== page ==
Museums Response 2: Alexander Ch. 7 and Children’s Museums
Children’s museums are not necessarily a new idea, however in the last few decades they have increased in number exponentially. They differ from the more “mainstream” museums in that they are primarily learner-centered environments that encourage interactivity between the visitor and the exhibits. They often seek to incorporate a wide variety of learning styles and strategies into their exhibits and programs including those of Howard Gardner and multiple intelligences. Due to this, many have created extremely innovative exhibits that provide unique and deep fascination for many children.
Many of the children’s museums have focused on areas that will excite children and provide a spark that will encourage learning. Science activities and unusual interactive exhibits have revolutionized the way museums are viewed by many children today. This new type of “edutainment” for children has transformed the museum from a preservative environment to more of a true educational institution focused on the needs of its visitors. Many seem to have goals that include making a museum a friendly place in order to encourage children to come back and visit again. In this way, children’s museums may not only be educating, but also seeking to create a new generation of museum attendees.
The context of exhibits in children’s museums is necessarily adjusted towards both the physical as well as developmental level of their most abundant visitors. Within this context, there have been recent strides towards inclusion of cultural and globally diverse perspectives as well as sensitivity in exhibit design in these same areas. In addition, the increasingly pervasive role of technology in our modern lives is being reflected much more in exhibits and programs in children’s museums. Often the “hook” for a new exhibit or program may involve technology to entice young minds to come visit and have a first unique experience in this area. Similarly, recent concerns over the environment and human impacts have also affected the themes of many children’s museums and their programs. Sensitivity to global environmental issues has moved to center stage in many museum programs to encourage stewardship and careful use of our precious resources.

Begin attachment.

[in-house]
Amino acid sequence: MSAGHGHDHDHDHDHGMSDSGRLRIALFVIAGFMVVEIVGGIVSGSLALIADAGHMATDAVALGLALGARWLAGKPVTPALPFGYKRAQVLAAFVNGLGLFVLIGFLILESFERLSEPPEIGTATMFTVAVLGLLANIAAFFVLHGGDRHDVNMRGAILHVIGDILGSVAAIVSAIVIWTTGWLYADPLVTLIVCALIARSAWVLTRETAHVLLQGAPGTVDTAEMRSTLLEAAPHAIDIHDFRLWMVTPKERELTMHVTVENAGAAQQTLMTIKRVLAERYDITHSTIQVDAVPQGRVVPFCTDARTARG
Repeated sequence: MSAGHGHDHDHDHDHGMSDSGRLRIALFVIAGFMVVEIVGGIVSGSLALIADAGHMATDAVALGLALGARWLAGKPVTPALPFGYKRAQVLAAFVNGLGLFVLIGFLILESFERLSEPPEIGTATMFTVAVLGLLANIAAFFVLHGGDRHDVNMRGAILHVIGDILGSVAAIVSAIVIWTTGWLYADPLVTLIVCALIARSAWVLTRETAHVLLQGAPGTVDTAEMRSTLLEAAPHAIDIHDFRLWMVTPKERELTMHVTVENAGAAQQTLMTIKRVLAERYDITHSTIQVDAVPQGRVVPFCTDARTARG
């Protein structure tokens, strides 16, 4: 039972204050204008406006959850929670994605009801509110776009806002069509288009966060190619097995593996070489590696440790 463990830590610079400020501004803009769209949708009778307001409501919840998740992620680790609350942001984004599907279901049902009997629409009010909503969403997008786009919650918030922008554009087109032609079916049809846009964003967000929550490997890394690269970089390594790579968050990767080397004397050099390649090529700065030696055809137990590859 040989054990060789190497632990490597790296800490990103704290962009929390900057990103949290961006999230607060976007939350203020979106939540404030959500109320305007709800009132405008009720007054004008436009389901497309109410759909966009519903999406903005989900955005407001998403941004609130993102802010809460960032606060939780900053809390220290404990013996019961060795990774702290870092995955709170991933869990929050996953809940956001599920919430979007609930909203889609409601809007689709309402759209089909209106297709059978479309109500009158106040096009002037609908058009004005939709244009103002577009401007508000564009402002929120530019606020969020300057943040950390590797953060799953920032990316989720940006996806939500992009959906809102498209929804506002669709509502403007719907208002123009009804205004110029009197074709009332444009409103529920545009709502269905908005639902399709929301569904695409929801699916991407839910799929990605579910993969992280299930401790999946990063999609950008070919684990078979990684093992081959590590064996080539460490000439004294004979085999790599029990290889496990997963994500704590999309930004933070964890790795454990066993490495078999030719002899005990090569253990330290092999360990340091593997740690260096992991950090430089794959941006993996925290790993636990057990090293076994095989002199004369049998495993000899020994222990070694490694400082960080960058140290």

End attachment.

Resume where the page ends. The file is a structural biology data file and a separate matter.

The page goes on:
However, the most recent reductionist trend towards accountability and educational standards may be causing a decline in some children’s museum visitation. It may perhaps be ironic that the very group that first encourage the creation of children’s museums, the school teachers, may now be the largest group contributing to their decline. With increasing pressure on serving a set of educational standards, the teachers may have more difficulty justifying visits to children’s museums. Research may be needed to properly assess the proper role of children’s museums not only within the museum profession, but also in serving the needs of the formal educational system as well.
Support and investment in children’s museums may also be an important future challenge. Many seem to rely on a combination of both local patrons as well as larger external grants that are targeted at improving the condition or opportunities of children. Due to an increasing need to land these resources, some museums have taken to a continual “re-invention” of themselves. Through pursuit of novel and innovative educational experiences these museums are not only responding to the financial picture, but also serving the shorter attention spans of some of their most numerous clients. By wearing as many hats as possible, they may also be more successful at attracting standard-laden school groups back to their hallowed halls in greater numbers.
Children’s museums are exciting places to learn and grow, both for the visitor and the museum educators. The pervasive youthful exuberance seems to drive both the programs and the staff to pursue ever more innovative programs and exhibitions. This spirit and enthusiasm may soon be the driving force behind a shift in museum roles as these children grow up and demand more and different exhibits and programs from their museums. The museum professionals need to be prepared for the future.